In remembrance of E & L

Greg Lake, former lead singer of two of the raddest acquired-taste rock groups from the ’70s (King Crimson and Emerson Lake & Palmer), has passed away. This comes less than a year after the death of his former bandmate, Keith Emerson. This year has taken out the E and the L from ELP, and one of the band’s two Ps (Cozy Powell) passed on years ago. I figure Carl Palmer’s going to be OK, though; he always seemed to be the youngest, fittest, and most vital member of ELP.

ELP is one of those bands that people love to hate, and yeah, I get it. Lake was a big part of it; he had a reputation for being an egomaniacal rock star, rude to fans, and preposterously touring with an extravagantly expensive Persian rug to stand on while playing. That being said, he was a hell of a musician in his prime; anyone who performed on the landmark album In the Court of the Crimson King demands respect, and when he was younger his voice had rich, compelling quality. He also belonged to the post-McCartney school of electric bass, using the instrument less for rhythm than for harmonics. People usually hold up “21st Century Schizoid Man” as the hallmark of that album, but the title track has always struck me as a great example of everything both great and ridiculous about Lake:

What a great voice! What ridiculous lyrics!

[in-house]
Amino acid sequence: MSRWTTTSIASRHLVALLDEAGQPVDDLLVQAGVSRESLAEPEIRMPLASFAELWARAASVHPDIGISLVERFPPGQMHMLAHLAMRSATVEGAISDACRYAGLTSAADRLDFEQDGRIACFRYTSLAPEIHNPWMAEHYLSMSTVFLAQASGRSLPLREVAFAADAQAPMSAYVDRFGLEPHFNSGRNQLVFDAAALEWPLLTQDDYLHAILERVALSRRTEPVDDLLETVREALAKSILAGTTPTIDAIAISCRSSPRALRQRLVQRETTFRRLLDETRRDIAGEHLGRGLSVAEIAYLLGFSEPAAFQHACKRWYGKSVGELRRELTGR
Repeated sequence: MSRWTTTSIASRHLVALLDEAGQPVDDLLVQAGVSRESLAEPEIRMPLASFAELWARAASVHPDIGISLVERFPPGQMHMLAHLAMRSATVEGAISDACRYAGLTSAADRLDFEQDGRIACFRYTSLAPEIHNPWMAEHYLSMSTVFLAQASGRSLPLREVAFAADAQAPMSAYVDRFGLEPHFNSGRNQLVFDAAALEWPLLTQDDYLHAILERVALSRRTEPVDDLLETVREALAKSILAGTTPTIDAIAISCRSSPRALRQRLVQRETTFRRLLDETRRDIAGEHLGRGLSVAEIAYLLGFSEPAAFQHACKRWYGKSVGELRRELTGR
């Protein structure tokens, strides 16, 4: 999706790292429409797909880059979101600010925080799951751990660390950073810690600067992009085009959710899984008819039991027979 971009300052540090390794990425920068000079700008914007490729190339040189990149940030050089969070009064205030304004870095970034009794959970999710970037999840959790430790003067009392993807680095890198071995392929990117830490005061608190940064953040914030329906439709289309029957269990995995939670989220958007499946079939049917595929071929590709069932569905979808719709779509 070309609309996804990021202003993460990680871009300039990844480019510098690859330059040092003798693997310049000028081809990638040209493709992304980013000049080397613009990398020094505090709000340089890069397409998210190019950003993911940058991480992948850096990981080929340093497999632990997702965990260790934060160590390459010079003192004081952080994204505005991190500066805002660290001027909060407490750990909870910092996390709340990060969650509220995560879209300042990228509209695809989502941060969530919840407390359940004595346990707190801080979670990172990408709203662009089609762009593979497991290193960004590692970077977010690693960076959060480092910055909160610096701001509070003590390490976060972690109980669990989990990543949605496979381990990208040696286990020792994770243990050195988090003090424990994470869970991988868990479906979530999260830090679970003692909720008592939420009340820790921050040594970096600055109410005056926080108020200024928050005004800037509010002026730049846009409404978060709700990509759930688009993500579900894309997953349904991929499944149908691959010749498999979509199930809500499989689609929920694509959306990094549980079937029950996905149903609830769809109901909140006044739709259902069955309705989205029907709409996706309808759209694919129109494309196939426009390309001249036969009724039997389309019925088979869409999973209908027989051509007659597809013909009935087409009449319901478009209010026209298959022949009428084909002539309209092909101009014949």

He played an unusual role in his power trio — ELP — by standing in ostensibly as the leading man. After all, he played guitar and sang, which is the top dog in a rock band, right? But no, Emerson was the star of the show, the flashy keyboard virtuoso and showman. Lake stood there on his expensive rug — singing, yes, but more often playing the role of support (along with Palmer) for Emerson’s insane (and often literal) keyboard pyrotechnics. Lake would occasionally jump in with electric guitar, but those fleeting riffs never had the confidence of his throaty bass lines or the acoustic guitar pieces he played with surprising deftness.

For some bizarre reason, Lake switched up his bass sound in the late ’70s, greatly reducing the impact of his performances. The band did some great live recordings in support of the Works albums, but the once-thick, thundering sound of Lake’s bass become a thin, sharp snap instead. He practically disappears from the mix:

He did have his one big solo hit around this time, the completely syrupy seasonal ballad “I Believe in Father Christmas.” I’m not a fan, but honestly it’s much less corny than it appears at first — despite the soaring choir and uplifting, wall-of-sound strings, the lyrics are deeply cynical and stand at odds to the sound and name of the piece. It has top-flight lyrical dissonance along the lines of something like The Beatles’ “Run for Your Life.”

Unfortunately, Lake had a reputation for not taking particularly good care of himself. He reputedly took pride in never performing vocal exercises to keep his voice in shape, so by the time the ’90s rolled around, his singing had become thin and forced, a matter not helped by his smoking habit, I’m sure. Although he didn’t lose his voice to the degree of Jethro Tull’s Ian Anderson, his vocal degradation (unlike Anderson’s) likely could have been avoided with a bit of precaution… and unlike Anderson, he largely stepped back from performing and recording afterwards.